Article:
Plato

Attending: An Ethical Art

Warren Heiti, editor read

Attending – patient contemplation focused on a particular being – is a central ethical activity that has not been recognized by any of the main moral systems in the European philosophical tradition. That tradition has imagined that the moral agent is primarily a problem solver and world changer when what might be needed most is a witness.

Moral theory has been agonized by dualism – motivation is analyzed into beliefs and desires, descriptions of facts and dissatisfactions with them, while action is represented as an effort to lessen dissatisfaction by altering the empirical world. In Attending Warren Heiti traces an alternative genealogy of ethics, drawing from the Platonism recovered by Simone Weil and developed in the work of Iris Murdoch, John McDowell, and Jan Zwicky. According to Weil, virtue is knowledge, knowledge is embodied, and the knower is nested in an ecosystem of relationships. Instead of analyzing and solving theoretical problems, Heiti aims to clarify the terrain by setting up objects of attention from more than one discipline, including not only philosophy but also literature, psychology, film, and visual art.

The traditional picture captures one important type of ethical activity: faced with a moral problem, one looks to a general rule to furnish the solution. But not all problems conform to this model. Heiti offers an alternative: to see what is needed, one attends to the particular being.

Warren Heiti is a Professor of philosophy and liberal studies at Vancouver Island University.

McGill-Queen’s University Press, July 15, 2021

Mathematics and the Mystical in the Thought of Simone Weil

John Kinsey read

On Simone Weil’s “Pythagorean” view, mathematics has a mystical significance. In this paper, the nature of this significance and the coherence of Weil’s view are explored. To sharpen the discussion, consideration is given to both Rush Rhees’ criticism of Weil and Vance Morgan’s rebuttal of Rhees. It is argued here that while Morgan underestimates the force of Rhees’ criticism, Rhees’ take on Weil is, nevertheless, flawed for two reasons. First, Rhees fails to engage adequately with either the assumptions underlying Weil’s religious conception of philosophy or its dialectical method. Second, Rhees’ reading of Weil reflects an anti-Platonist conception of mathematics his justification of which is unsound and whose influence impedes recognition of the coherence of Weil’s position.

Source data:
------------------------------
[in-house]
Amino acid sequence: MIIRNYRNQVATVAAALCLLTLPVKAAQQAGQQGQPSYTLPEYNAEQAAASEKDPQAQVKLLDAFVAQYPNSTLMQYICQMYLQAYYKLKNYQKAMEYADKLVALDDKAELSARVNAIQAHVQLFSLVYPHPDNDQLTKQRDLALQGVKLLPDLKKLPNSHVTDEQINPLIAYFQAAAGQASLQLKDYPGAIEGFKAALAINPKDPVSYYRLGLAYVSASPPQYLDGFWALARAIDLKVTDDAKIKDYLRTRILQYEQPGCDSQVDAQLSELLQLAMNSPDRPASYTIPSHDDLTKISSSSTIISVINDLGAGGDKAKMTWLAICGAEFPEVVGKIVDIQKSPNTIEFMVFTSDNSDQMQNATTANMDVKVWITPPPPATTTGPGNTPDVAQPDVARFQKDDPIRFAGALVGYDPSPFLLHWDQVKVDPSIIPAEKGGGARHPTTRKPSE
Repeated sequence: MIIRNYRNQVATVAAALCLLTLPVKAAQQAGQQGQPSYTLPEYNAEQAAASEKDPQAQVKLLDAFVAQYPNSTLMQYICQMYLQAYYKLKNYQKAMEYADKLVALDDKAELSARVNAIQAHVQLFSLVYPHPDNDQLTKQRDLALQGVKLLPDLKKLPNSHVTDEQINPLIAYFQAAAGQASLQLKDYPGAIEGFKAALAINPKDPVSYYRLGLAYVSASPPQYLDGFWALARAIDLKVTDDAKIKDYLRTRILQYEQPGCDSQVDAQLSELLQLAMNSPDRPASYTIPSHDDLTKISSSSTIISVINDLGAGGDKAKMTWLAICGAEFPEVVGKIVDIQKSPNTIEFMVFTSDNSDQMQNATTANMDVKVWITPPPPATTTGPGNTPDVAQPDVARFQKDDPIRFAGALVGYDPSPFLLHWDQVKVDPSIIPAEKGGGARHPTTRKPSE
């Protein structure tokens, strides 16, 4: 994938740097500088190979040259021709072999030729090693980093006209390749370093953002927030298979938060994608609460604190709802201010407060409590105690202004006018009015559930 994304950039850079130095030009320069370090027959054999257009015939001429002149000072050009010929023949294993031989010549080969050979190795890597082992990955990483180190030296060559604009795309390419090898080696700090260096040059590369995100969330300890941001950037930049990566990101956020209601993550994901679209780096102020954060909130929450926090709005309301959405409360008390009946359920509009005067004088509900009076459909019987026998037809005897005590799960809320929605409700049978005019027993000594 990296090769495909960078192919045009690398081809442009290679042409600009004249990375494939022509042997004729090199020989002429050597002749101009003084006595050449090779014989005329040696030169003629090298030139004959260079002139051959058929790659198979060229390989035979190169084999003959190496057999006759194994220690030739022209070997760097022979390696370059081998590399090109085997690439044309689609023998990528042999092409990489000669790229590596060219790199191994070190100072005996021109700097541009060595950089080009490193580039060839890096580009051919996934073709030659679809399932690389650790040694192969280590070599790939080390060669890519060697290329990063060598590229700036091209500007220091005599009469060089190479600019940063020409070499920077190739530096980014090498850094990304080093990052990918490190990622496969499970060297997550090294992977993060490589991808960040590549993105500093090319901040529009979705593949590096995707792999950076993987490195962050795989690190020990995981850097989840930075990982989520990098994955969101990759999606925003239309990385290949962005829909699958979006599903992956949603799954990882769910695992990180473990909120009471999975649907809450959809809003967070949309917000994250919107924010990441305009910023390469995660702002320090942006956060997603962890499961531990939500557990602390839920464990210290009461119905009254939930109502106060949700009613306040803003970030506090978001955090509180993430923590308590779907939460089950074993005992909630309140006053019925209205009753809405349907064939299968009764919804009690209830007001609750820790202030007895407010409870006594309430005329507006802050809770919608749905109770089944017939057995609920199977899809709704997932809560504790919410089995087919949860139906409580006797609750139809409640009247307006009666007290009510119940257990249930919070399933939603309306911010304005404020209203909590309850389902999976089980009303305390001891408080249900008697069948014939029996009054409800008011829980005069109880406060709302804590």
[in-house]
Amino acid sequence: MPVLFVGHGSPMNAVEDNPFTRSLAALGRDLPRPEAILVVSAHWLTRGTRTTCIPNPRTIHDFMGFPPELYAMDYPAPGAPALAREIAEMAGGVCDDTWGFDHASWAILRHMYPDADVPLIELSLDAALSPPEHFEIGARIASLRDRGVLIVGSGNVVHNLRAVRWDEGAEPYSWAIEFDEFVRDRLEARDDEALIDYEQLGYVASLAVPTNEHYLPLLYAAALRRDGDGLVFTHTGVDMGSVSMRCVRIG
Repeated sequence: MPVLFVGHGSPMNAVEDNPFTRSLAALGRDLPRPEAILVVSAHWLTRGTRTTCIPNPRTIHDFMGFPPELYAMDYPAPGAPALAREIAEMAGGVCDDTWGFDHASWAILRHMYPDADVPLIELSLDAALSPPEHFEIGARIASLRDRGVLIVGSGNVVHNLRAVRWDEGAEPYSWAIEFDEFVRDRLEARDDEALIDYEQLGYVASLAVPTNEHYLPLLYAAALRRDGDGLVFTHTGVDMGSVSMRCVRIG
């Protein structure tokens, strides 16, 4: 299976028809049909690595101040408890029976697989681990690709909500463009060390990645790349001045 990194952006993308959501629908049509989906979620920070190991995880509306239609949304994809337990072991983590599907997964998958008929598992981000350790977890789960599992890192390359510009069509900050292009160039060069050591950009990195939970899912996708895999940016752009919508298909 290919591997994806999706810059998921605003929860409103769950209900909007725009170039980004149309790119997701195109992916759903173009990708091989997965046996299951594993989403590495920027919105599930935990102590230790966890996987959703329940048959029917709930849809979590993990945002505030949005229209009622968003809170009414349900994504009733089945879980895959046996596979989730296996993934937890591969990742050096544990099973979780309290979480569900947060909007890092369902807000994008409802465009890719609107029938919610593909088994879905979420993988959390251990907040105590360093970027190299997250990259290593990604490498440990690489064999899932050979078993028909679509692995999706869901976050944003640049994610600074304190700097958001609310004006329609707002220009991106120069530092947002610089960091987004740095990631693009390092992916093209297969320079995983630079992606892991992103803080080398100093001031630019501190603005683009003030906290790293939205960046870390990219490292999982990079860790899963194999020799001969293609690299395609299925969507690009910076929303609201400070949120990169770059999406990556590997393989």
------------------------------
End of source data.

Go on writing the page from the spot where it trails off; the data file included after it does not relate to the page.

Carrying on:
Philosophical Investigations, vol. 43, nos. 1-2 (January-April 2020), pp. 76-100.

Book Review: The Christian Platonism of Simone Weil

Christopher Hamilton read

Excerpt:

This is a book of essays by different authors – some principally scholars of the work of Simone Weil, others philosophers of religion and theologians – whose general area is indicated by the title. It is a book to be welcomed, if only because Weil’s work is important and interesting, but, with one or two notable exceptions, is little discussed in mainstream English-speaking philosophy of religion. There are many reasons for this lack of attention to Weil: the scattered, note-book form of much of her writing; the aphoristic style she often adopts; the difficulty of properly capturing her sense of things in English; the mystical strain in her work; there are no doubt others. Indeed, one of these other reasons is pointed out by David Tracy: there is a sense in which Weil is an impossible figure because she was herself so keenly aware of the sense, or senses, in which Christianity – by which I mean, leading a life that genuinely seeks to be Christ-like (as Weil herself did), not that other thing, membership of a kind of club – is impossible. I am not, however, entirely clear what Tracy means by ‘impossible’ here: I myself, as I have intimated, would see it in the demand to love all human beings, in the requirement of infinite forgiveness, in the injunction never to judge and so on. Tracy, however, relates it to the notion of the tragic, claiming that ‘Weil. . . restored tragedy to a [his emphasis] prominent place in both the reading of Plato and the reading of Christianity’ (240). There is something in this, but it would have been good to have a more detailed discussion: Tracy, for example, sees clearly that Weil’s readings are often wilful – he is especially critical of her understanding of Judaism – and one might wonder whether she is just as wilful (as I suspect she is) in her reading of, for example, Plato, to whom a tragic vision seems in so many ways deeply alien. Or again, Tracy refers to Weil’s sense of fate and our being cursed, and I would very much have liked to see these extremely interesting notions dealt with in more detail in his otherwise very suggestive paper.

Ars Disputandi, vol. 6, no. 1, pp. 80-84 (2006)